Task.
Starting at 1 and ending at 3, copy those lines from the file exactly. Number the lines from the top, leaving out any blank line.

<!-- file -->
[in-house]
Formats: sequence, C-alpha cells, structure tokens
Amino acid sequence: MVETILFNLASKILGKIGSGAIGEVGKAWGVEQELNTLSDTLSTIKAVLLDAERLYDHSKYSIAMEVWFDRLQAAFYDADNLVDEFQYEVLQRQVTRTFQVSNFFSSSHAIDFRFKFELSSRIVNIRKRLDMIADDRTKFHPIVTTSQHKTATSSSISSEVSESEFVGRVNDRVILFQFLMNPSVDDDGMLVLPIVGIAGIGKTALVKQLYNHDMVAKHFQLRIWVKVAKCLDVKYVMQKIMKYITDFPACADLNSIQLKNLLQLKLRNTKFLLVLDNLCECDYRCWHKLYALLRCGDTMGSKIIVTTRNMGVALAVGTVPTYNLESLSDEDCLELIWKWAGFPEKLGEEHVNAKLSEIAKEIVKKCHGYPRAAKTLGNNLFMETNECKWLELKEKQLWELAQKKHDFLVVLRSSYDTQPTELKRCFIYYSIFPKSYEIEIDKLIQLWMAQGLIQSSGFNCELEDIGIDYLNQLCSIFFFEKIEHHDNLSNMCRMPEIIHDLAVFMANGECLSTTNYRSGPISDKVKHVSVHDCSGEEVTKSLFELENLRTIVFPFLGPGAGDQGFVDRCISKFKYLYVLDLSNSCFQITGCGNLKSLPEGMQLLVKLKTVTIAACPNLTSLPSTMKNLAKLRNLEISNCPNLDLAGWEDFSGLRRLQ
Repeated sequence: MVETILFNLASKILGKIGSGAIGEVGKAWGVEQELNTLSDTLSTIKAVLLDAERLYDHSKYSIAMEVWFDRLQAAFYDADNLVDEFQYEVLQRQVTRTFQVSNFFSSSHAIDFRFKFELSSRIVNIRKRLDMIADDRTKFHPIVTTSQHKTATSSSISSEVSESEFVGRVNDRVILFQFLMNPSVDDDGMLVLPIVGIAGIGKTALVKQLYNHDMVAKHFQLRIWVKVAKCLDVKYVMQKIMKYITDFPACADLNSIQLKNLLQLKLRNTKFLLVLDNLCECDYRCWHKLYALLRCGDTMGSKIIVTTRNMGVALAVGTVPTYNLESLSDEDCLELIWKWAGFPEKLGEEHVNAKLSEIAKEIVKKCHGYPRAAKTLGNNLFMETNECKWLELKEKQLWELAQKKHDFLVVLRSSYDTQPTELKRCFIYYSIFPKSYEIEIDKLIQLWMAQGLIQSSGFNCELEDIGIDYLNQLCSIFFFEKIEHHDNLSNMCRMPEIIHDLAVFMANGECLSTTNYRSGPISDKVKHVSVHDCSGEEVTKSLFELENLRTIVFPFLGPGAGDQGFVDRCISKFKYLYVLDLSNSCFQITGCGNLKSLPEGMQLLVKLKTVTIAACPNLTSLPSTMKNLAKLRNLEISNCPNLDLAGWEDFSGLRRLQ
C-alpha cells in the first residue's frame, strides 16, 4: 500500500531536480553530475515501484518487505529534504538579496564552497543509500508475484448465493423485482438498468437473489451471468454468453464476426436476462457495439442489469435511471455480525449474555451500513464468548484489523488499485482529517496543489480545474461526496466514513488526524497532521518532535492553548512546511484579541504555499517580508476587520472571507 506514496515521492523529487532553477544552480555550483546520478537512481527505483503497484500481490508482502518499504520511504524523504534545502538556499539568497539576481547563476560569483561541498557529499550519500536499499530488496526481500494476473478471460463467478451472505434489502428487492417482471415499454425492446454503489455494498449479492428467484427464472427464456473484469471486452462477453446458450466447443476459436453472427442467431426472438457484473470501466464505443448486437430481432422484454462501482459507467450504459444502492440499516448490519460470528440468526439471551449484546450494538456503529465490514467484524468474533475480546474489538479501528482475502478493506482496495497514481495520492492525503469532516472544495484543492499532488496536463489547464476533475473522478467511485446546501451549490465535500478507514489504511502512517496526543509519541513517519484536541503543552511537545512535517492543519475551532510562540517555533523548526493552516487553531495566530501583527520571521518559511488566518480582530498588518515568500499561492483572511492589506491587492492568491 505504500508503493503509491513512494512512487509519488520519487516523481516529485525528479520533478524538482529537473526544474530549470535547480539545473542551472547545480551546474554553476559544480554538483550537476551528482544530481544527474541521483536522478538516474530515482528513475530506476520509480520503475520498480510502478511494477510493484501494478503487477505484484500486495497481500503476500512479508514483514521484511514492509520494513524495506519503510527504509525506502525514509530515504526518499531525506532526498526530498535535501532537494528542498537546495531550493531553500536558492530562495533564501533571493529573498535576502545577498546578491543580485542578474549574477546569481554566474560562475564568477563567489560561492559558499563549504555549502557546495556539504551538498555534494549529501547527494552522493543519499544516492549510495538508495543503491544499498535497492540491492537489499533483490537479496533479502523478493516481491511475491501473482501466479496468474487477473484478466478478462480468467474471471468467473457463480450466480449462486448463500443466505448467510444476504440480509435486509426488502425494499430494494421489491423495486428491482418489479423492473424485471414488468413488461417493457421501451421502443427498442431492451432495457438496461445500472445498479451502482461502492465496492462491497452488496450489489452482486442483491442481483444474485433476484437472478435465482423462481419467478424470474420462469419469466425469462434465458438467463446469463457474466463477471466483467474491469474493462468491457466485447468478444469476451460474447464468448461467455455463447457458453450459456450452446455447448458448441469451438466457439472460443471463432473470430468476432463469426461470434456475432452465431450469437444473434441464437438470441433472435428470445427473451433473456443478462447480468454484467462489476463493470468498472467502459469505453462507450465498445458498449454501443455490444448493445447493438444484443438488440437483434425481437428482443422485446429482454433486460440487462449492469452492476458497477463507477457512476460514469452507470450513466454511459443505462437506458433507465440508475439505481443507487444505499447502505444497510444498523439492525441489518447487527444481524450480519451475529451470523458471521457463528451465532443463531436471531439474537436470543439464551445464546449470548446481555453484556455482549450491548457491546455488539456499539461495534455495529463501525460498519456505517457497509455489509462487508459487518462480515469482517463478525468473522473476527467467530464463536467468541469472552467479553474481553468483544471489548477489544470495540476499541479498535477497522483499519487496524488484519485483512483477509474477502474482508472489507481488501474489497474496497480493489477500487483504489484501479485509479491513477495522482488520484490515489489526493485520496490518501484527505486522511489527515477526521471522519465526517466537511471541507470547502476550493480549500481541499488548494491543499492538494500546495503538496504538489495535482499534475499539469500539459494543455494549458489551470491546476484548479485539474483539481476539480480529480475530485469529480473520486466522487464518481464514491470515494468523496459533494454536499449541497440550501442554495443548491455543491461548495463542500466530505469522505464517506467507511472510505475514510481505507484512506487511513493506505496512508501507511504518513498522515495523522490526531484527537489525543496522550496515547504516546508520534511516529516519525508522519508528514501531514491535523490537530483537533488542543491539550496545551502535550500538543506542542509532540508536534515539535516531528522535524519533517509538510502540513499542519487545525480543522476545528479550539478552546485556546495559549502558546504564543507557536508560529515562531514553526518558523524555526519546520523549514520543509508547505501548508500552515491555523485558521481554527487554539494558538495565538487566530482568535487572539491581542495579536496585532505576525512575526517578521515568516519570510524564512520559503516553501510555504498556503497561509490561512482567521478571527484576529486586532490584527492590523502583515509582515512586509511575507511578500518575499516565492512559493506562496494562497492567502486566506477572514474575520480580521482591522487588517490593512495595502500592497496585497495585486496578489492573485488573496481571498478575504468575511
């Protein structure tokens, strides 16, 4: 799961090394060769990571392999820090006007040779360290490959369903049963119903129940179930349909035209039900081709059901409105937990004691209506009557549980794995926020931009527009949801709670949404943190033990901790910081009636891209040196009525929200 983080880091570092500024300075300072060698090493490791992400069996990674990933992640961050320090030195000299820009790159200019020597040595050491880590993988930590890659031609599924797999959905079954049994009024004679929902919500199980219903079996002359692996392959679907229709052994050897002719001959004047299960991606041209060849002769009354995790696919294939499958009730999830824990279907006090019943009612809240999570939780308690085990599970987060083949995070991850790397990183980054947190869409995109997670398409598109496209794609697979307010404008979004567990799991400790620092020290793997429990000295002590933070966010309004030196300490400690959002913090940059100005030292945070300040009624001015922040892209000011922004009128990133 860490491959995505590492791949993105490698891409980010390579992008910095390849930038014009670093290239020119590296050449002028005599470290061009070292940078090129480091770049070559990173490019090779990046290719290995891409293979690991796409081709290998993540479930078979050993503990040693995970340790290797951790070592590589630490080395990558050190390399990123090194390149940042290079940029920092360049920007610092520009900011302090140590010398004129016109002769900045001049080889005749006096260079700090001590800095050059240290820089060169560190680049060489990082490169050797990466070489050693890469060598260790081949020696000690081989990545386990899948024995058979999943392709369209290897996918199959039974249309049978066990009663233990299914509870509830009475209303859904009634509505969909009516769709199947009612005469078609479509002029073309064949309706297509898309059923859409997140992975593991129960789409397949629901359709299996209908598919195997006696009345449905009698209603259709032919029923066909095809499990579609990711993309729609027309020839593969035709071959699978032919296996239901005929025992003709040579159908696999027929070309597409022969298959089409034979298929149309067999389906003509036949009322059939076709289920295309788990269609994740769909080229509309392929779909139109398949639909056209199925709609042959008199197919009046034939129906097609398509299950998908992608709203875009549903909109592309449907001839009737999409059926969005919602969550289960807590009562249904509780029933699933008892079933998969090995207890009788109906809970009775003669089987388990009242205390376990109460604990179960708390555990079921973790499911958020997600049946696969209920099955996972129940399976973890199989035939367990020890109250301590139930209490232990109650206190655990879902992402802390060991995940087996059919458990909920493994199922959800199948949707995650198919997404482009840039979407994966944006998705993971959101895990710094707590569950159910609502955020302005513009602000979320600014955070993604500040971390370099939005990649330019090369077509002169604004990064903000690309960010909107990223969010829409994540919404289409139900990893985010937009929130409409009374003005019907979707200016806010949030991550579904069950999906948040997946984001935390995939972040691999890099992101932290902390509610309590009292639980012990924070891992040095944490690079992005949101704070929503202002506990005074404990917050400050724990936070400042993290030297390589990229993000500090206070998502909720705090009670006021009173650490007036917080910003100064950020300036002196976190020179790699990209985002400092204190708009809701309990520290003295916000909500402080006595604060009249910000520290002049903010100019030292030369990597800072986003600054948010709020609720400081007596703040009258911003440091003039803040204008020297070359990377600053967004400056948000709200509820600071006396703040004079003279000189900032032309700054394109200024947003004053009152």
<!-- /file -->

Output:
[in-house]
Formats: sequence, C-alpha cells, structure tokens
Amino acid sequence: MVETILFNLASKILGKIGSGAIGEVGKAWGVEQELNTLSDTLSTIKAVLLDAERLYDHSKYSIAMEVWFDRLQAAFYDADNLVDEFQYEVLQRQVTRTFQVSNFFSSSHAIDFRFKFELSSRIVNIRKRLDMIADDRTKFHPIVTTSQHKTATSSSISSEVSESEFVGRVNDRVILFQFLMNPSVDDDGMLVLPIVGIAGIGKTALVKQLYNHDMVAKHFQLRIWVKVAKCLDVKYVMQKIMKYITDFPACADLNSIQLKNLLQLKLRNTKFLLVLDNLCECDYRCWHKLYALLRCGDTMGSKIIVTTRNMGVALAVGTVPTYNLESLSDEDCLELIWKWAGFPEKLGEEHVNAKLSEIAKEIVKKCHGYPRAAKTLGNNLFMETNECKWLELKEKQLWELAQKKHDFLVVLRSSYDTQPTELKRCFIYYSIFPKSYEIEIDKLIQLWMAQGLIQSSGFNCELEDIGIDYLNQLCSIFFFEKIEHHDNLSNMCRMPEIIHDLAVFMANGECLSTTNYRSGPISDKVKHVSVHDCSGEEVTKSLFELENLRTIVFPFLGPGAGDQGFVDRCISKFKYLYVLDLSNSCFQITGCGNLKSLPEGMQLLVKLKTVTIAACPNLTSLPSTMKNLAKLRNLEISNCPNLDLAGWEDFSGLRRLQ